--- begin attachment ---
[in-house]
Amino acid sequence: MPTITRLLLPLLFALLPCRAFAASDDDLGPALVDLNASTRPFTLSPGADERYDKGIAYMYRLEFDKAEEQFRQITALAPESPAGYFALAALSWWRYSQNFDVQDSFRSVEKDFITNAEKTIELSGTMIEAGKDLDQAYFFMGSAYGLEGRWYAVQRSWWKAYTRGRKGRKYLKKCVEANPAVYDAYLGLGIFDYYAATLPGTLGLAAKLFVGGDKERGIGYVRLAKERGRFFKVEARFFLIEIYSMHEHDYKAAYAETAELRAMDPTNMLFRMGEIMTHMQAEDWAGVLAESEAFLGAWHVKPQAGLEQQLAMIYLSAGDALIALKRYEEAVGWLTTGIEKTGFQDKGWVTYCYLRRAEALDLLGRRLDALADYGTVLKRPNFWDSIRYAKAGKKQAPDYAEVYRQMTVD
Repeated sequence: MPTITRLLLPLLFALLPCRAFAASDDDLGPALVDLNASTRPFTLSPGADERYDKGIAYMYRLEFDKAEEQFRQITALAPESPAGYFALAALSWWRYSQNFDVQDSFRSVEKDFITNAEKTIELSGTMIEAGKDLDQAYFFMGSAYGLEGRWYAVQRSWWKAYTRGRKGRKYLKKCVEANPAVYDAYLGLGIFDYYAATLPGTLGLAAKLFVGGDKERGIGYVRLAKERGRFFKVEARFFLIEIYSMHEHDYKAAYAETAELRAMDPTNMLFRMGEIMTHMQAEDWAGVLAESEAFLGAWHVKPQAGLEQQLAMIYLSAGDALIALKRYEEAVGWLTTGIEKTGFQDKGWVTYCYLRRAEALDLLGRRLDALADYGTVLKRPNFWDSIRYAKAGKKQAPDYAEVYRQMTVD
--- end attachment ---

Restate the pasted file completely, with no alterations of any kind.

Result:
[in-house]
Amino acid sequence: MPTITRLLLPLLFALLPCRAFAASDDDLGPALVDLNASTRPFTLSPGADERYDKGIAYMYRLEFDKAEEQFRQITALAPESPAGYFALAALSWWRYSQNFDVQDSFRSVEKDFITNAEKTIELSGTMIEAGKDLDQAYFFMGSAYGLEGRWYAVQRSWWKAYTRGRKGRKYLKKCVEANPAVYDAYLGLGIFDYYAATLPGTLGLAAKLFVGGDKERGIGYVRLAKERGRFFKVEARFFLIEIYSMHEHDYKAAYAETAELRAMDPTNMLFRMGEIMTHMQAEDWAGVLAESEAFLGAWHVKPQAGLEQQLAMIYLSAGDALIALKRYEEAVGWLTTGIEKTGFQDKGWVTYCYLRRAEALDLLGRRLDALADYGTVLKRPNFWDSIRYAKAGKKQAPDYAEVYRQMTVD
Repeated sequence: MPTITRLLLPLLFALLPCRAFAASDDDLGPALVDLNASTRPFTLSPGADERYDKGIAYMYRLEFDKAEEQFRQITALAPESPAGYFALAALSWWRYSQNFDVQDSFRSVEKDFITNAEKTIELSGTMIEAGKDLDQAYFFMGSAYGLEGRWYAVQRSWWKAYTRGRKGRKYLKKCVEANPAVYDAYLGLGIFDYYAATLPGTLGLAAKLFVGGDKERGIGYVRLAKERGRFFKVEARFFLIEIYSMHEHDYKAAYAETAELRAMDPTNMLFRMGEIMTHMQAEDWAGVLAESEAFLGAWHVKPQAGLEQQLAMIYLSAGDALIALKRYEEAVGWLTTGIEKTGFQDKGWVTYCYLRRAEALDLLGRRLDALADYGTVLKRPNFWDSIRYAKAGKKQAPDYAEVYRQMTVD